We Are All Climbing Different Mountains

There’s always gonna be another mountain. I’m always gonna wanna make it move. Ain’t about how fast I get there. Ain’t about what’s waiting on the other side. It’s the climb.

Yep. I went there with a good ‘ole Miley intro. Just bare with me …

When we were going through infertility, it would break me when anyone complained about pregnancy or being up all night with their newborn. I would think —

“Can you just be glad that you are pregnant? I would love to be up with a newborn.” 

My comparison continued when we lost Theo. If someone was not 100% happy all the time with their pregnancy or newborn or toddler, I took it as a personal insult. I was so broken. I had zero empathy for their struggle because their struggle seemed to pale in comparison to the fact that our baby was no longer with us. 

In our first year after losing Theo, we met couple after couple who had been through what we were going through. It was with each embrace that I began to realize that our losses were the same. We could not compare because no loss was greater than the one next to us. We were each in the depths of despair regardless of how far along we were or for how long the baby had lived. We were grieving rides home from the hospital, birthdays, Christmases, graduations, weddings, and futures. Our grief was all the same. 

Around that time, I penned this blog post (click here) about the worst loss I had ever experienced and how I realized that loss was loss. Mine was not worse than yours and yours not worse than mine. Whether it is your dog, or your relationship, or your job, or neighborhood — it was and is all unbearable loss. 

But last summer I fell back into my old mindset. When I was on bed rest, and people would complain about pregnancy or a newborn, my old thoughts would resurface —

“uhhhh, maybe you should stop complaining and be grateful? You are so lucky.” 

Yep. I thought “lucky.” Yikes. 

Yet, as I have tread through the waters of grief with my rainbow pregnancy, delivery, and newborn stage, and made it to the proverbial “other side” of infertility, loss, and painstaking pregnancy, my understanding of comparison has only become clearer. 

We are all climbing different mountains.

Comparison fails again. Just like it did with loss. Hard stuff is hard stuff. Your struggle does not invalidate mine and mine does not invalidate yours. Just because you went through something similar and it “wasn’t that bad” or I floated through a trial similar to yours seemingly unscathed has no impact on the other.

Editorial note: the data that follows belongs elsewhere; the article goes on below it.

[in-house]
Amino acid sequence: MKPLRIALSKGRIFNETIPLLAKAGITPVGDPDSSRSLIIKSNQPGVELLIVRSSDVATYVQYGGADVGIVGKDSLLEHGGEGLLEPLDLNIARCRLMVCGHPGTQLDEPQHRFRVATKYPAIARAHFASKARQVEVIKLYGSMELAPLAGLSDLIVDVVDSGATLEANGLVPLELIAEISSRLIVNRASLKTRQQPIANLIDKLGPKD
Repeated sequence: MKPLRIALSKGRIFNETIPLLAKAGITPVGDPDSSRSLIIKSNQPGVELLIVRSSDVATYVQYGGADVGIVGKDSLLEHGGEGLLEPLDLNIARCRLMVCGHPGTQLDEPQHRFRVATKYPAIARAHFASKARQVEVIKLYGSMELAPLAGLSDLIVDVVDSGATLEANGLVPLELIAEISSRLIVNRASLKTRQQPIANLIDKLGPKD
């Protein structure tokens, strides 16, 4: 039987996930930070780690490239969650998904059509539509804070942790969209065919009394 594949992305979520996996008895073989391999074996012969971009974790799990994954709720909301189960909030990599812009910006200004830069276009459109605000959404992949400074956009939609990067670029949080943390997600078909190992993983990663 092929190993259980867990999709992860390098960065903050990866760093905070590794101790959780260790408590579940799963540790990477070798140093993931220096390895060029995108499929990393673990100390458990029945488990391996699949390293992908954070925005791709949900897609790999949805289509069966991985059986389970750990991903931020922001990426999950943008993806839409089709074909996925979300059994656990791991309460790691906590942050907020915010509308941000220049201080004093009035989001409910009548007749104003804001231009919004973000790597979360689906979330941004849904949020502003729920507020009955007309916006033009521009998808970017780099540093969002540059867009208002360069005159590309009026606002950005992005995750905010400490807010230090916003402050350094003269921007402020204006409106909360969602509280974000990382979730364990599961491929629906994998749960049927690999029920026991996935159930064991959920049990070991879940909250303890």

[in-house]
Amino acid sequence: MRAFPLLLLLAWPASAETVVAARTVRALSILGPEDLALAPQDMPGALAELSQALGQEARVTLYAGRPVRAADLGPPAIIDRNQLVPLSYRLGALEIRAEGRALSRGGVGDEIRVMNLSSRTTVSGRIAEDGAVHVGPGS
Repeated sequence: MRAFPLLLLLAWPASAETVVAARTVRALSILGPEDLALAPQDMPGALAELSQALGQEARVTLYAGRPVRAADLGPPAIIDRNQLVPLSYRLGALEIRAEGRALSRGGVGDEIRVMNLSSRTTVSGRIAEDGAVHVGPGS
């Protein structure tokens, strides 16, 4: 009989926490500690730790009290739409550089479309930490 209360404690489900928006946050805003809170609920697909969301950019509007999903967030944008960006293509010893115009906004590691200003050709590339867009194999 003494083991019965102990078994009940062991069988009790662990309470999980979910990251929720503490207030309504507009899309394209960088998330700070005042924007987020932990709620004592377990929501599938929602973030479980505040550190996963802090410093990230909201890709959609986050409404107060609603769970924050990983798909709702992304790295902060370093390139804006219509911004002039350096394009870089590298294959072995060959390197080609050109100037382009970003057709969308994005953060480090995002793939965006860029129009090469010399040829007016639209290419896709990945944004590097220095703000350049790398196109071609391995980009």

Your baby may be the best sleeper ever and you may not comprehend how my baby not sleeping leaving my whole house sleep deprived affects everything and everyone. 

You may be suffering with having three kids under three and are far from the yearn to be pregnant.

My kids may be too young for the after school extra curricular shuffle and I may not comprehend why you are just completely spent and cannot fathom getting your crew to one more thing. 

You may be pregnant and struggling with sickness and forget what it is like to pray for that sickness. 

I may have a newborn and you may have forgotten the anxiety around exposing that precious soul to alllll the germs. 

You may be far removed from the toddler stage, so you might not exactly remember how hard it is to “just come over with the fam and watch the game!” 

My marriage might be at a high point, so I may not understand why you just want a girls night to let out some steam. 

You may love the fact that you work out of the home so you may not get why me being home is so important to me right now. 

My budget may be tighter than yours at the moment, so you may not understand why I can’t “do a few drinks” on a Thursday. 

Do you see where I am going?

Here is the thing — trials and challenges hit us all at different moments in time. That means that our reactions and adaptability are different. 

My mountain that is more like a hill in your eyes may have helllllla touch terrain. Meaning, my Birks won’t cut it. I need something more durable and in it for the long-haul.

Your super steep mountain may also have streams that you have to plan around or trudge through. Streams that maybe I did not encounter when I climbed a similar mountain. 

It does not matter how it looks from the outside. We are all climbing different mountains. Each mountain might be the hardest mountain yet. It may look and be impossible for me to climb at the moment. Just like any loss may be the worse loss for that person at that time. It is not comparable.

So, instead of judging each other, offering input on footing, and critiquing the other’s mountain, can we just fill up each other’s water bottles and encourage the climb?

Rebecca Autin
Rebecca is an attorney by day and a toddler wrangler by night. She is a product of divorced parents and grew up in both Thibodaux and Franklin, Louisiana. Rebecca attended Loyola University of New Orleans and Southern University Law Center. Rebecca married her high school bestie in 2012. Quinton and Rebecca went through months of infertility before giving birth to Maxwell Lincoln in 2015. In 2016, they were surprised by a baby boy due in June 2017. But, in February 2017, they suffered with incompetent cervix and delivered sweet Theodore Paul too soon. In October 2018, after an incredibly difficult pregnancy, a cerclage, and a whole bunch of bedrest, Fitzgerald Joseph was born -- a happy, healthy, and perfect rainbow. If you can't find Rebecca, you can summon her with pot of freshly brewed coffee or look for her in Target or behind the kitchen island where she is hiding from her kids with a very generous pour of red.


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